No-one minded that it wasn’t the real thing; the East India Company products were eye-wateringly expensive. ‘For my part I think a counterfeit one looks as well,’ sniffed the Duke of Hamilton in a letter to his wife about a lacquer cabinet in the 1600s, and it’s hard to disagree with the good duke. At the risk of offending Antiques Roadshow aficionados and experts, a japanned pedestal table of 1845, adorned with an Italianate backdrop of temples and water and a foreground of elegant, long-feathered birds and lush foliage, is ravishing.
By the middle of the 19th century, Japan Mania was in full swing. Eight million visitors to the London International Exhibition in 1862 at last got to see products from a country which, because of its secrecy, held a deeply romantic appeal for Europeans. William Burges, the great Victorian art-architect, was just one of the visitors driven to a state of ecstasy on first seeing the works of ‘these hitherto unknown barbarians’.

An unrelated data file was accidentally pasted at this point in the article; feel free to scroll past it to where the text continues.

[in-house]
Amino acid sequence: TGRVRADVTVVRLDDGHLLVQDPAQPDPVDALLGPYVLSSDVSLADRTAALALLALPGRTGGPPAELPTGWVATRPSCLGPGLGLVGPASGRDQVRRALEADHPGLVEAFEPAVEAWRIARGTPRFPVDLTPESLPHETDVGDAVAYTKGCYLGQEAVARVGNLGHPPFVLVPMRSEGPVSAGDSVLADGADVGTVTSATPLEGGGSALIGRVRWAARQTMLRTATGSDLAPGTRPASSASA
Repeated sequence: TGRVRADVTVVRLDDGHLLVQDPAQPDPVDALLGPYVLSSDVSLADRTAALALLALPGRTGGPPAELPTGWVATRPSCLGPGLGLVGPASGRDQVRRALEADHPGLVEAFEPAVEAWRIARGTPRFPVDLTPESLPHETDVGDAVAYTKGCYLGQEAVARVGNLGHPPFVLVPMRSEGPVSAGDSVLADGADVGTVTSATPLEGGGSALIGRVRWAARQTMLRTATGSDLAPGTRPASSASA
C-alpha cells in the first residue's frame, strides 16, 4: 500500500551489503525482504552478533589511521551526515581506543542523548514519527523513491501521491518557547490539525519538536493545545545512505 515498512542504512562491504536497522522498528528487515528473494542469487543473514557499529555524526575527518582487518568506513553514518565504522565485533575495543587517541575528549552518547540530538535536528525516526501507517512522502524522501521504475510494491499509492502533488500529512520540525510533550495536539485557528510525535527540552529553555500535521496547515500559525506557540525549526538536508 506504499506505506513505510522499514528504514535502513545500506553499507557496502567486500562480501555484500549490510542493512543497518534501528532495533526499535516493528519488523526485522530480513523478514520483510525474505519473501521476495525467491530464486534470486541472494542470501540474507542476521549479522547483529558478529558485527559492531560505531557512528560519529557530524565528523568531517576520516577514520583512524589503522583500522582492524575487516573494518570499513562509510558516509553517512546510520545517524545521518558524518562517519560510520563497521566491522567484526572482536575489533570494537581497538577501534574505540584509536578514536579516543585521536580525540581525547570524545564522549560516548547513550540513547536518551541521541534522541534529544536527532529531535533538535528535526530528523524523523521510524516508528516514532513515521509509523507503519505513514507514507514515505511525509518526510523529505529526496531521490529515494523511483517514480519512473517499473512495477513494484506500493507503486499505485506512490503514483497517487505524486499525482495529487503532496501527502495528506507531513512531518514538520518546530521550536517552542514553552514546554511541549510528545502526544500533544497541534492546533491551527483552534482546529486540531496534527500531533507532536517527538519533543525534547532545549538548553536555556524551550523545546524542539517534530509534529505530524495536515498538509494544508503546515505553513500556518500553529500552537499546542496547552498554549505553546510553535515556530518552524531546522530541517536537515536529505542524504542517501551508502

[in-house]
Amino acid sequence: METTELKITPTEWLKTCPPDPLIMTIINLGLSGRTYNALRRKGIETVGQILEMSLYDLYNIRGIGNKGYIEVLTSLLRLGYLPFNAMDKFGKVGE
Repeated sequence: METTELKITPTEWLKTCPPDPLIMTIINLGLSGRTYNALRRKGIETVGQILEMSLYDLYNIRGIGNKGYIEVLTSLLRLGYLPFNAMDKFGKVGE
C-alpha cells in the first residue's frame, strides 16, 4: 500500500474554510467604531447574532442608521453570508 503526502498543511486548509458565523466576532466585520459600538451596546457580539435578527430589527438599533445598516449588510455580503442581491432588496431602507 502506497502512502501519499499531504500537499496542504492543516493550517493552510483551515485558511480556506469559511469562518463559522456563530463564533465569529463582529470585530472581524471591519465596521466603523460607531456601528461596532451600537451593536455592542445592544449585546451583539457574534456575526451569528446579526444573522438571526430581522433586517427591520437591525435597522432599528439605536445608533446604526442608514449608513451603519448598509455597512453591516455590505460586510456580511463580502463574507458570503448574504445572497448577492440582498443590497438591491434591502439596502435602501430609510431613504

It was around this time that London’s Liberty department store built its name on selling products for those with a taste for eastern-styled goods. Its catalogue for 1880 carefully laid out ‘Eastern Art Manufacture and Decorative Objects from India, China, Japan and Persia’. Bamboo tables, peacock feather fans and parasols of silk and cane were regular decorative features in the homes of the cosmopolitan and artistically attuned young couple of the day.
The fact is that – as the Victorian age reached its height, and the might and influence of imperial Britain stretched around the world – it was still blindingly inescapable that, when it came to artistic design and flair, these islands still couldn’t match Far Eastern, Indian or Islamic creators for imagination. Newspaper columnists and the authors of advice manuals encouraged the purchase of Moorish and Arab furnishings and ornaments, and British manufacturers were encouraged to study and imitate the flat, stylised patterns of Islamic design. One of the most popular items was the folding screen, made of wood, with its lattice-like frames – just the thing to add a touch of faintly upmarket exoticism to middle-class domestic spaces.